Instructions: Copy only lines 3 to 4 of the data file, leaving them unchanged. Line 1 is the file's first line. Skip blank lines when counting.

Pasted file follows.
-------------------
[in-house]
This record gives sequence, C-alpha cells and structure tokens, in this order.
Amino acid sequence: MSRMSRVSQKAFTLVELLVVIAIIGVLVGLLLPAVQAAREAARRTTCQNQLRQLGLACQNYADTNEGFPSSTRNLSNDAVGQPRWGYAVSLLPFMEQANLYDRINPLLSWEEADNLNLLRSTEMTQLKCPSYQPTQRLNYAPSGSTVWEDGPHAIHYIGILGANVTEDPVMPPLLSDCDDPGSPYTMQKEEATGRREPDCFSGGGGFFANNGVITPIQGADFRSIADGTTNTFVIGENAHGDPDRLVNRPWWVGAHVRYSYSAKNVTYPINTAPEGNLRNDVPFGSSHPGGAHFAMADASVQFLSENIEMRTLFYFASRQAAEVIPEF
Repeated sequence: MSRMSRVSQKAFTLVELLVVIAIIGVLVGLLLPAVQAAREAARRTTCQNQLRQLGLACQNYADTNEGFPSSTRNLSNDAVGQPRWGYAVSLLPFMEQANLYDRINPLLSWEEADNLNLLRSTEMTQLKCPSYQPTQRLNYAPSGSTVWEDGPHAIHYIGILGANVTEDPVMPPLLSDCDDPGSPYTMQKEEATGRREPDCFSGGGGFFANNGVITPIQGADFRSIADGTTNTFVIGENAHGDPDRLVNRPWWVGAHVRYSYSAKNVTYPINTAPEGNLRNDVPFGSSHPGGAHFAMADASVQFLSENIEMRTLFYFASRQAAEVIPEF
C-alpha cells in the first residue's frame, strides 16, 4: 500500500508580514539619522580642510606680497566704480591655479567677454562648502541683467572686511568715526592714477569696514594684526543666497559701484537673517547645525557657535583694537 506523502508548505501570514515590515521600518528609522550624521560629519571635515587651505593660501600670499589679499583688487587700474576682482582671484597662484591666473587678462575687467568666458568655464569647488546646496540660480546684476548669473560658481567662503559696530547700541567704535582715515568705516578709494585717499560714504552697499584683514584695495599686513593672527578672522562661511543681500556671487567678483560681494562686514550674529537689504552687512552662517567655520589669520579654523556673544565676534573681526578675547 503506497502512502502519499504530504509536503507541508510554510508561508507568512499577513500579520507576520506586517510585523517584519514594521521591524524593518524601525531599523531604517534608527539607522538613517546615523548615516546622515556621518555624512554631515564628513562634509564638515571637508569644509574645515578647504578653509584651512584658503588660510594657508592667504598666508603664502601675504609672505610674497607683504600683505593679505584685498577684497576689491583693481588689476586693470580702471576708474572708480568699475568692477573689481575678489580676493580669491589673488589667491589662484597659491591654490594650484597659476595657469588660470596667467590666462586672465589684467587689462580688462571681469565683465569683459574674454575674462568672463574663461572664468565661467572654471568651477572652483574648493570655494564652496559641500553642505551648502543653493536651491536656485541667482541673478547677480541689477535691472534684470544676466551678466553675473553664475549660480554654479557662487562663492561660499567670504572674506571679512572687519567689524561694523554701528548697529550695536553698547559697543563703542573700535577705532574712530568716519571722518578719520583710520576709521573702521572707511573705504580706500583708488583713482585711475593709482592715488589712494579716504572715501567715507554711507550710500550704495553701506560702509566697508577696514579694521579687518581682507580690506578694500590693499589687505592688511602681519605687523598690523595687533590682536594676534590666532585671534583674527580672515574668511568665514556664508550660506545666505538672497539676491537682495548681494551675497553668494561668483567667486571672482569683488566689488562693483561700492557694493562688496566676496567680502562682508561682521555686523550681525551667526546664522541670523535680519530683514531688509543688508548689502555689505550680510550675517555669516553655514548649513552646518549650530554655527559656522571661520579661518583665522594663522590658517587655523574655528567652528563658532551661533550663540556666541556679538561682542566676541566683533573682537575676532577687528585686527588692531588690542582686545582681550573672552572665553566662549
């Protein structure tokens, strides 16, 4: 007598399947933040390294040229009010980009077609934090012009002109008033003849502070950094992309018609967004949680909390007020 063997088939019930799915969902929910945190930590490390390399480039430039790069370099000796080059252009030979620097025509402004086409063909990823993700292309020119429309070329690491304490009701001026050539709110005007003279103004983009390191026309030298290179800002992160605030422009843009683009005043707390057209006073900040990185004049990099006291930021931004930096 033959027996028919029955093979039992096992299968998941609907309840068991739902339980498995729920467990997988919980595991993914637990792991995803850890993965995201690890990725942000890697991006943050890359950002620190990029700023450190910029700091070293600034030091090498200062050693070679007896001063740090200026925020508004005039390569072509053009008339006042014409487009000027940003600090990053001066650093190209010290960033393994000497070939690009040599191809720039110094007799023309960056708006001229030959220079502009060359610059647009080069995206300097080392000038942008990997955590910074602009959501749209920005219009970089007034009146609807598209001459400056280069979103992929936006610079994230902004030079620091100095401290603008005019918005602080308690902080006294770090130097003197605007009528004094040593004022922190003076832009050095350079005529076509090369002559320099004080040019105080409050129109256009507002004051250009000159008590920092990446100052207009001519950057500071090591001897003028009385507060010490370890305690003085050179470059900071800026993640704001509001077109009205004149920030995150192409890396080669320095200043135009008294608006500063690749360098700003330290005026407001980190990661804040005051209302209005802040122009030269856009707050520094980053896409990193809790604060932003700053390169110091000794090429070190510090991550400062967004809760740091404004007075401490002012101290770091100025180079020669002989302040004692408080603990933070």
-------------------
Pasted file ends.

Amino acid sequence: MSRMSRVSQKAFTLVELLVVIAIIGVLVGLLLPAVQAAREAARRTTCQNQLRQLGLACQNYADTNEGFPSSTRNLSNDAVGQPRWGYAVSLLPFMEQANLYDRINPLLSWEEADNLNLLRSTEMTQLKCPSYQPTQRLNYAPSGSTVWEDGPHAIHYIGILGANVTEDPVMPPLLSDCDDPGSPYTMQKEEATGRREPDCFSGGGGFFANNGVITPIQGADFRSIADGTTNTFVIGENAHGDPDRLVNRPWWVGAHVRYSYSAKNVTYPINTAPEGNLRNDVPFGSSHPGGAHFAMADASVQFLSENIEMRTLFYFASRQAAEVIPEF
Repeated sequence: MSRMSRVSQKAFTLVELLVVIAIIGVLVGLLLPAVQAAREAARRTTCQNQLRQLGLACQNYADTNEGFPSSTRNLSNDAVGQPRWGYAVSLLPFMEQANLYDRINPLLSWEEADNLNLLRSTEMTQLKCPSYQPTQRLNYAPSGSTVWEDGPHAIHYIGILGANVTEDPVMPPLLSDCDDPGSPYTMQKEEATGRREPDCFSGGGGFFANNGVITPIQGADFRSIADGTTNTFVIGENAHGDPDRLVNRPWWVGAHVRYSYSAKNVTYPINTAPEGNLRNDVPFGSSHPGGAHFAMADASVQFLSENIEMRTLFYFASRQAAEVIPEF